In the recent decision of Lenkor Energy Trading DMCC v Puri  EWHC 2113 (Comm), the English High Court has considered whether to permit a defendant to deal with his assets in the ordinary course of business in the context of a post-judgment freezing order. While this is an English decision, it will be of relevance and interest to practitioners in the Cayman Islands, British Virgin Islands and Bermuda, where the legal principles relating to freezing orders are largely derived from English law.
In Lenkor Energy, the claimant had obtained a pre-judgment freezing order that included the so-called "Angel Bell" exception, namely an exception that allowed the defendant to deal with or dispose of his assets in the ordinary and proper course of its business. The claimant, having then obtained a final judgment against the defendant, applied to have the Angel Bell exception removed from the freezing order.
The purpose of a freezing order made pending final judgment is to prevent unjustified dissipation of assets and, accordingly, such orders will include exceptions like the Angel Bell exception because it is appropriate for the defendant to use assets in the ordinary course of its business. However, the purpose of a post-judgment freezing order is to facilitate execution of the final judgment. The Court of Appeal in Emmott v Wilson  EWCA Civ 219 noted that it will sometimes, and perhaps usually, be inappropriate to include the Angel Bell exception in a post-judgment freezing order. This is because the policy of the law strongly favours the enforcement of judgments and repayment of debts, and it would be inconsistent with that policy if the judgment debtor was left free to carry on its business and ignore an outstanding judgment. The appropriateness of including the Angel Bell exception in a post-judgment freezing order will turn on all of the facts in the individual case.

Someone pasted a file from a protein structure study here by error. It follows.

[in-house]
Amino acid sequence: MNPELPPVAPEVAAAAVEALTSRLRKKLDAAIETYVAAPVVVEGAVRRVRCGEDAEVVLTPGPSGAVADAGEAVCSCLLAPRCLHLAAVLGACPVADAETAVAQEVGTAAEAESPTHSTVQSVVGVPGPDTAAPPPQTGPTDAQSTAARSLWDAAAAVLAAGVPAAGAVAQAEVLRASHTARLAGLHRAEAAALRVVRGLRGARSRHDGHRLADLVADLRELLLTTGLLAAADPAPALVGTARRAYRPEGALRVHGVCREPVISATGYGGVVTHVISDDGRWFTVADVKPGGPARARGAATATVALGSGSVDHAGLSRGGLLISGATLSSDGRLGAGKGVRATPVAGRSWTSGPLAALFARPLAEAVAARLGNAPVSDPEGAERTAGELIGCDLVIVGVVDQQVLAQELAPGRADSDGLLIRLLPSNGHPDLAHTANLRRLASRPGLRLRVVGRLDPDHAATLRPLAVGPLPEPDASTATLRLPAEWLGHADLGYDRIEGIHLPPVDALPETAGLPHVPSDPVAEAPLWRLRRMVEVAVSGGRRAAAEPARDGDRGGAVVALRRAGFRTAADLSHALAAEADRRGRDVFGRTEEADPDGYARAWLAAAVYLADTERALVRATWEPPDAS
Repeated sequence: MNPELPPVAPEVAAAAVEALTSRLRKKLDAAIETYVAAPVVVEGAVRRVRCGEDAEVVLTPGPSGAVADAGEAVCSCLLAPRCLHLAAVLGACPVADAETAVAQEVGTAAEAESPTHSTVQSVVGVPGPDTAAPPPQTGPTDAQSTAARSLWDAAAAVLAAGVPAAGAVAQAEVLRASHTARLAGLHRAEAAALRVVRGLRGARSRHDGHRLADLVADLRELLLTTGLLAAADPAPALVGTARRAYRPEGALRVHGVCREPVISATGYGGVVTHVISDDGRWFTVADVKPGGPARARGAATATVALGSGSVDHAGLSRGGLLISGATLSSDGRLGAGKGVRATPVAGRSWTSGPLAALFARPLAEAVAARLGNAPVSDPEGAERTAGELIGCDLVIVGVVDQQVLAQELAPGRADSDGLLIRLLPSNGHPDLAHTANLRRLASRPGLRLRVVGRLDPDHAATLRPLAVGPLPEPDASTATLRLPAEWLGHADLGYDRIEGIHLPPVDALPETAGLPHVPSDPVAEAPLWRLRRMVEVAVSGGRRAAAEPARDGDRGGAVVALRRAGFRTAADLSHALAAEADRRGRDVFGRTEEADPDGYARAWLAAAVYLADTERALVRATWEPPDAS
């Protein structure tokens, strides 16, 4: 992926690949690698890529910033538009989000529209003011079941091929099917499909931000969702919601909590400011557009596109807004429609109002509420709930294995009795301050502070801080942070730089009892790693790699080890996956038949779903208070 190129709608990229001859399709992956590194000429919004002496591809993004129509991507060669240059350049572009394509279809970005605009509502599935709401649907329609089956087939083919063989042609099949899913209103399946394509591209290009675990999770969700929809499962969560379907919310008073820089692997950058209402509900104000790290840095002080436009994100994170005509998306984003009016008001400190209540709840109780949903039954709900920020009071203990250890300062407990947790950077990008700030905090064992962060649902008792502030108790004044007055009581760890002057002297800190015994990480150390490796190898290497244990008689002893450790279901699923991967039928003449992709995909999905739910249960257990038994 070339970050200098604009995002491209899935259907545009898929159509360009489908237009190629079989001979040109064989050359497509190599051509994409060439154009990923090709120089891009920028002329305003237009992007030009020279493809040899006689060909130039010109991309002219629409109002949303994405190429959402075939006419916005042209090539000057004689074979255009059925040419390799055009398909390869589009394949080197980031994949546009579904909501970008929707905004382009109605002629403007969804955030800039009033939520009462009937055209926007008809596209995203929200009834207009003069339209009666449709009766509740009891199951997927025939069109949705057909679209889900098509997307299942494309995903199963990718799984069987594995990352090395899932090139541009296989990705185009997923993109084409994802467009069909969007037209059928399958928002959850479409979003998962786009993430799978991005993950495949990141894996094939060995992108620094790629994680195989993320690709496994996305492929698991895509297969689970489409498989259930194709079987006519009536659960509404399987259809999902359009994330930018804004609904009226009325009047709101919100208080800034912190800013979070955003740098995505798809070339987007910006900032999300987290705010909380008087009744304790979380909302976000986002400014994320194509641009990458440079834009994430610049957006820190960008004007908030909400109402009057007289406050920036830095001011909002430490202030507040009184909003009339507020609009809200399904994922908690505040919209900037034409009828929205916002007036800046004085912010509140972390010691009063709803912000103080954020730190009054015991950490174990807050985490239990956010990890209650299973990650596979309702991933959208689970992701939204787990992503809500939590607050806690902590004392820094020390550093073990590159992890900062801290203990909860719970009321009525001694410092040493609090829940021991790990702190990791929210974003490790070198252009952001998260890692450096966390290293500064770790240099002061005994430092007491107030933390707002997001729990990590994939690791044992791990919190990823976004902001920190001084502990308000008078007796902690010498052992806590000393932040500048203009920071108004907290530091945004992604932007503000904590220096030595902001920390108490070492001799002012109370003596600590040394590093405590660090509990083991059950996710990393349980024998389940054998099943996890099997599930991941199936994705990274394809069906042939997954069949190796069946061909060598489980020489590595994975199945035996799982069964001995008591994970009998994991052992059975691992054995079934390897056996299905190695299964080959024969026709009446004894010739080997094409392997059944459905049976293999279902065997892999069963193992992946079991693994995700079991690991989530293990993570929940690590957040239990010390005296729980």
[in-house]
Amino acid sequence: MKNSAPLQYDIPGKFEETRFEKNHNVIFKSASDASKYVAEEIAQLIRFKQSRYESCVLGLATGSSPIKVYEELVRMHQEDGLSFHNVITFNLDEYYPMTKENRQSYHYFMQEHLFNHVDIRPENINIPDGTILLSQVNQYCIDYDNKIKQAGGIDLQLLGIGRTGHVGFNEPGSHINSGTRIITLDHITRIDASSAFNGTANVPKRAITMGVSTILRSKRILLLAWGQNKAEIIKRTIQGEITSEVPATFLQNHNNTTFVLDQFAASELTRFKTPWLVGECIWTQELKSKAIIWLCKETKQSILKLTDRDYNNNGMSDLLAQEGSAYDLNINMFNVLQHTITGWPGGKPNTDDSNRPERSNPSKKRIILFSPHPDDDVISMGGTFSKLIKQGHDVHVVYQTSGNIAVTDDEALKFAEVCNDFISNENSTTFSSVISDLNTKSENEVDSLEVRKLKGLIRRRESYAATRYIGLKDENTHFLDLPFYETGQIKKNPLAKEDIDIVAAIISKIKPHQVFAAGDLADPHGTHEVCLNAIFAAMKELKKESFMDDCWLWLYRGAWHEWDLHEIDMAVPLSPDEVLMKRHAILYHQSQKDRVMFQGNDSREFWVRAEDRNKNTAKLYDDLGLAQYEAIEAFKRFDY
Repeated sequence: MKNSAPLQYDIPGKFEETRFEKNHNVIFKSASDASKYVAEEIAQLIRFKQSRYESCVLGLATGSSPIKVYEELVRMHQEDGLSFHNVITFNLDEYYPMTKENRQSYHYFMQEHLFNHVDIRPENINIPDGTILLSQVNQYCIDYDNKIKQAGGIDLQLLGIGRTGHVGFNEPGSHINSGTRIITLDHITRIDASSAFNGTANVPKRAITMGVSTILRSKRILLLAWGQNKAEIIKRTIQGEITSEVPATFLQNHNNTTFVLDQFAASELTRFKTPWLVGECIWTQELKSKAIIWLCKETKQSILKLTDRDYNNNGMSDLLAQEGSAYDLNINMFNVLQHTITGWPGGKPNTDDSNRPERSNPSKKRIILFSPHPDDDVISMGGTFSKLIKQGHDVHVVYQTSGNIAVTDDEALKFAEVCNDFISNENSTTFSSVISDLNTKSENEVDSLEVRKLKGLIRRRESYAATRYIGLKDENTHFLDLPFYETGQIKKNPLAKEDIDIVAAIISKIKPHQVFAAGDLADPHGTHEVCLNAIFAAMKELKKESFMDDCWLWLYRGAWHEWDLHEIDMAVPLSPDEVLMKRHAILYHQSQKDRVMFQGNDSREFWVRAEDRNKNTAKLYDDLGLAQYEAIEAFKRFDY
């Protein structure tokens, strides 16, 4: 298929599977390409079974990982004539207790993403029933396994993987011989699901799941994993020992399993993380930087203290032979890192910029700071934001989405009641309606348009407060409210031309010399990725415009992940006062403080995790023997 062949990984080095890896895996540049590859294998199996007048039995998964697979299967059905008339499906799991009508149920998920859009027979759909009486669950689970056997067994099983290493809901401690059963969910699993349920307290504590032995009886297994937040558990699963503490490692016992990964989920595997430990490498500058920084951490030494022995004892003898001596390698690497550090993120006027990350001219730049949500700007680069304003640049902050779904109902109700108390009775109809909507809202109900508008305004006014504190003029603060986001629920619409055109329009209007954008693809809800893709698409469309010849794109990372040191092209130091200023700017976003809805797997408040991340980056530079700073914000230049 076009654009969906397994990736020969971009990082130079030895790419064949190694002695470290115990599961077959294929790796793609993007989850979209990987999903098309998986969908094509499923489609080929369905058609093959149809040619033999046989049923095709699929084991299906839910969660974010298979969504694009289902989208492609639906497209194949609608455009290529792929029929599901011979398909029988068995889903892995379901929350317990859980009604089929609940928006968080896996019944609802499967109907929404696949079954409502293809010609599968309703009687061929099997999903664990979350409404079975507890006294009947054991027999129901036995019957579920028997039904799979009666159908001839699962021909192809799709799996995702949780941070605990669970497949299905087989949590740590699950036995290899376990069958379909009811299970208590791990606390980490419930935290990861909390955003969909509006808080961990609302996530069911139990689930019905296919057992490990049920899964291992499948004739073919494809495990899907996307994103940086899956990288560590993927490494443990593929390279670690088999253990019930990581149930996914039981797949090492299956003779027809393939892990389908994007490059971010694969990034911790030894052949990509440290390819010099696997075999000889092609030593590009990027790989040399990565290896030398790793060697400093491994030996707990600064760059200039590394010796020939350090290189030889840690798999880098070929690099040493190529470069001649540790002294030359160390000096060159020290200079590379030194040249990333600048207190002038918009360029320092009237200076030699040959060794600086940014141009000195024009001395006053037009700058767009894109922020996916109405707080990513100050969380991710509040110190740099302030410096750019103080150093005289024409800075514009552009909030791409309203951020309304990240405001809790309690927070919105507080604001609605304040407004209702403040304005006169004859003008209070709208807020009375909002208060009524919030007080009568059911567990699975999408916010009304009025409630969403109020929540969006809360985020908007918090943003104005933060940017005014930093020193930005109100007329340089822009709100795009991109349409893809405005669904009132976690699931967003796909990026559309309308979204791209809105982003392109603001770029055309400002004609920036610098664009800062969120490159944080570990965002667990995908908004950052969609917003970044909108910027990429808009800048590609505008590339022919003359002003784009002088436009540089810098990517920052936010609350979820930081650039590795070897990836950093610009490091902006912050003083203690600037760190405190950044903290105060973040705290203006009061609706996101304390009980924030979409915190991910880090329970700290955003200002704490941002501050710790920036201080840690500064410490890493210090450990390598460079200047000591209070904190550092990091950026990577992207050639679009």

In Lenkor Energy, the Court agreed that the Angel Bell exception should be removed from the freezing order having regard to (among other factors) the purpose of a post-judgment freezing order, and the lack of any evidence from the defendant as to the nature of his business, what was spent on his business, and the profits or losses of his business. Further, the defendant had failed to explain what had happened to misappropriated funds and had no answer to allegations of dishonesty and want of probity.
This outcome is consistent with the approach taken in the Cayman Islands, BVI and Bermuda. Generally, there will be no reasonable spending exception contained in post-judgment freezing orders.